The Neanderthals Rediscovered: How Modern Science is Rewriting Their Story, by Papagianni and Morse, is a long awaited revaluation of Neanderthals and their place in the evolving story of the genus homo.
Despite the theory of evolution, which stresses that adaptions to the environment which contribute to the success of a species are random and accidents, the study of early humans has been plagued by the still dominate notion of the seeming inevitability of the success of homo sapiens.
In Neanderthals Rediscovered the authors go to great length to disprove this notion. In fact, they muddle the picture of human evolution considerably, presenting it as far more complicated as is popularly known. Even the dividing line between homo sapiens and other hominids is blurred.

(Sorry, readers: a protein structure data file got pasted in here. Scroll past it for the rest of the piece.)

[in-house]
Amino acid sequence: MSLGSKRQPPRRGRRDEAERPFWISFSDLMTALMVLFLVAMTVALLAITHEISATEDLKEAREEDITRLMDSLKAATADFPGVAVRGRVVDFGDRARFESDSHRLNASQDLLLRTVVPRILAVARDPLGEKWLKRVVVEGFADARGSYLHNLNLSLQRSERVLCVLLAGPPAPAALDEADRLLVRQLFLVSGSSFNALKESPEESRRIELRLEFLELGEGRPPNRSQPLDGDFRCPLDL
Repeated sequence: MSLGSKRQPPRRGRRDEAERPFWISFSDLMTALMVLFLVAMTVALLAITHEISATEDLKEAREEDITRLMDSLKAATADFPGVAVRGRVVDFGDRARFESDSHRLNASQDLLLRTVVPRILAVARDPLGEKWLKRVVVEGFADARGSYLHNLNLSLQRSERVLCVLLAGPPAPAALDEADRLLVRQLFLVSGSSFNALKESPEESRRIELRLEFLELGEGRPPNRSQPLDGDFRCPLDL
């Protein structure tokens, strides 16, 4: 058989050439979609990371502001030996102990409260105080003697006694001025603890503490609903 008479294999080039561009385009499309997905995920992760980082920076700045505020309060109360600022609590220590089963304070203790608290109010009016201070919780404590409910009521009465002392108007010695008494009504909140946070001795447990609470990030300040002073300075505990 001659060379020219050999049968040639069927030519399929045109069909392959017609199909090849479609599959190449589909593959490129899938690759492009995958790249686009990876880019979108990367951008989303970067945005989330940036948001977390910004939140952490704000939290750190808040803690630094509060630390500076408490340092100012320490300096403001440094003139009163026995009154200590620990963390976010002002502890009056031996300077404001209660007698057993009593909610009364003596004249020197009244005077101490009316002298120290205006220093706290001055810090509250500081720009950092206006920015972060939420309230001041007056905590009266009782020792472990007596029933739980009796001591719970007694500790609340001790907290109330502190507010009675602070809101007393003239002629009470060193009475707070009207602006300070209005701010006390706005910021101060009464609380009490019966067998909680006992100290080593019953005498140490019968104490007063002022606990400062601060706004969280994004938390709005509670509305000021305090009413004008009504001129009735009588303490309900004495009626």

This book shows that the more we learn about human origins, the more complex the picture becomes. This is in keeping with our zeitgeist of diversity. This is how we see the world: as a complex interaction of natural and social elements; a world that is not hierarchical in any strict sense.